No need to finagle an invite to the LeVay family’s handsomely appointed summer home on Martha’s Vineyard. Just get a ticket to Everyman Theatre’s deliciously enjoyable production of Lydia R. Diamond’s Stick Fly, kick back and savor this household’s unique blend of hospitality and dysfunction.
Miss Diamond’s searing adaptation of Toni Morrison’s novel “The Bluest Eye” blew D.C. audiences away at Theater Alliance a few seasons back. With Stick Fly, she moves from the systemic poverty, racism and incest depicted in The Bluest Eye to racism and class struggles set in comfier climes. For the African American LeVay family is well-heeled and composed of high achievers who discuss race and privilege while sipping chilled white wine and playing board games in a living room that features Romare Bearden art on the walls. They even have a black housekeeper, the unseen Miss Ellie, whose willful and wounded daughter Cheryl (Shannon Dorsey) is filling in as cook and butler while her mother recovers from an undisclosed illness.
The loyal housekeeper is not the only character missing. Mrs. LeVay, the wealthy member of the first black family to own property on Martha’s Vineyard, is also suspiciously absent, but her esteemed neurosurgeon husband Joe (David Emerson Toney), is keeping his buttoned-down lips buttoned up for the moment. Lowering the estrogen quotient down to a bare minimum in this play allows Miss Diamond to focus on her theme of fathers—neglectful fathers, overshadowing fathers, even an upper class twist on the game “Who’s Your Daddy?”
Joe LeVay is playing host to his adult sons and their love interests for the weekend. First to arrive are his younger son Kent (Kevin McAllister), a career tourist who has finally settled on being a novelist, and fiancée Taylor (Erika Rose), a wound-tight entomologist who would rather study bugs under a microscope than examine the psychic hurts left by her father, a famous sociologist and writer who shucked his wife and daughter for a second family and never looked back. Joining them are oldest son Flip (Kevin Jiggetts), a plastic surgeon who seems a chip off the old block in terms of preening and macho prowess, and his girlfriend Kimber (Kaytie Morris), an inner city teacher.
By the way, Kimber is white—a fact Flip tries to soft-pedal by describing her as Italian, as if Mediterranean stock is less of an affront than WASP. Flip is busted, however, when Joe is introduced to Kimber and burbles something charming in faultless Italian—much to her bafflement.
Amid lobster dinners, boating and Prada, the inhabitants soon show their true colors. Joe reverts to his habit of belittling and berating Kent, while Flip alternates between defending his baby brother and undermining his attempts at happiness. Taylor desperately tries to fit in the posh environment while society babe Kimber is at ease to the manor born. All the while, Cheryl simmers in the background, itching to spill a secret that will rock the family dynamics forever.
In its breezy humor and depiction of a sparring but devoted wealthy African American family, Stick Fly reminds you of Charles Randolph-Wright’s play Blue and both shows were produced at Arena Stage in Washington. Assuredly directed by Vincent M. Lancisi, Everyman’s Stick Fly is more relaxed and natural than the Arena Stage production from last year. Like a weekend at a beach house, the show just unfolds at its own seemingly unplanned pace and is richer and funnier as a result.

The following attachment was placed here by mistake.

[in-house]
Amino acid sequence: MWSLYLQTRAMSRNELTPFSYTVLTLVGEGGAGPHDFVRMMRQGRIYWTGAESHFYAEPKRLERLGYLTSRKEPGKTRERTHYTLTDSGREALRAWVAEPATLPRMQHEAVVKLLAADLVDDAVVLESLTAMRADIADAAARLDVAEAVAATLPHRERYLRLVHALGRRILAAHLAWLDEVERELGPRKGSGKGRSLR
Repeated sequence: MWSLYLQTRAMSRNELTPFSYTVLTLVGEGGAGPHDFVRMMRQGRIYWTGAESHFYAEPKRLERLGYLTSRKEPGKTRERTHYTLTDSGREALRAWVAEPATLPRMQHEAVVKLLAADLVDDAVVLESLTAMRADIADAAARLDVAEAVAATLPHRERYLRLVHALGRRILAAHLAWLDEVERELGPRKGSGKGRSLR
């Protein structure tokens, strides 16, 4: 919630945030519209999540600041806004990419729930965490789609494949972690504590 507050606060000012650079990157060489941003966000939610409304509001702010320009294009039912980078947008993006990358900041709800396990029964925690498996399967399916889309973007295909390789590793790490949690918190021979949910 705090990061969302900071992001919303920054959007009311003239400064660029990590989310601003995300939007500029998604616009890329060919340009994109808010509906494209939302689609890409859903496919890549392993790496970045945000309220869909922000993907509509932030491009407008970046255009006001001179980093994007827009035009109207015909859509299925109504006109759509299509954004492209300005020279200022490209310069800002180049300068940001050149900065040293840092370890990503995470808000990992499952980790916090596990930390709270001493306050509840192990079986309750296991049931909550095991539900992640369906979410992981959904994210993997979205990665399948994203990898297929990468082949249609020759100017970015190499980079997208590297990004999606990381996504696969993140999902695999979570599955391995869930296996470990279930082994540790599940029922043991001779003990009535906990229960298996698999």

One shining example occurs during a tipsy after-dinner game of Scrabble, which starts off light and comic but then abruptly veers off into uncharted territory when Taylor unleashes a long bottled-up diatribe about skin color and lowered expectations after getting fed up with Kimber pontificating forth on race relations. The show’s mood turns on a dime, but Miss Rose and Miss Morris are so adept and well grounded in their characters there is not one false note or jarring lurch.
In fact, Miss Morris’ Kimber is much more than a never-ending visual pun—she lets Kimber’s decency and intelligence shine through. Similarly, Miss Rose gives Taylor, a character who could be nothing beyond a real pill, unexpected dimension and quirky warmth—her discomfort at being in the LeVay’s world is palpable and something most of the audience can relate to and her attempts to be at home are both endearing and chafing. As the housekeeper, Miss Dorsey’s Cheryl watches what’s going on with a gimlet eye and her reactions to the familial fireworks and rampant selfishness are alone worth the price of admission.
The men are exceptional as well, with Mr. Tomey playing Joe to the hilt as someone who routinely and unapologetically takes up all the space in a room. Mr. McAllister plays Kent as a sensitive man with values—in a play full of bad fathers, he seems like excellent Dad material—and shows that he is made of finer stuff than the punching bag his family perceives him to be. Flip possesses just enough swagger to make him attractive and troubling, as Mr. Jiggetts’ allows us to look beneath the successful posture to see a boy afraid to grow up.
Stick Fly is set in a world of privilege, but the play centers on what’s lacking. With the exception of larger-than-life patriarch Joe, all the characters are trying so hard to be looked at and listened to. They need their daddies for recognition and for healing, but they haven’t yet figured out how to parent themselves—to be the father they never had.
Stick Fly runs thru April 17, 2011 at Everyman Theatre, 1727 N. Charles Street, Baltimore, MD.
This show is selling out. As of this writing, there are only 7 performances with tickets available.
by Lydia R. Diamond
Directed by Vincent Lancisi
Produced by Everyman Theatre
Reviewed by Jayne Blanchard
Running time: 2 hours and 35 minutes, with one 15-minute intermission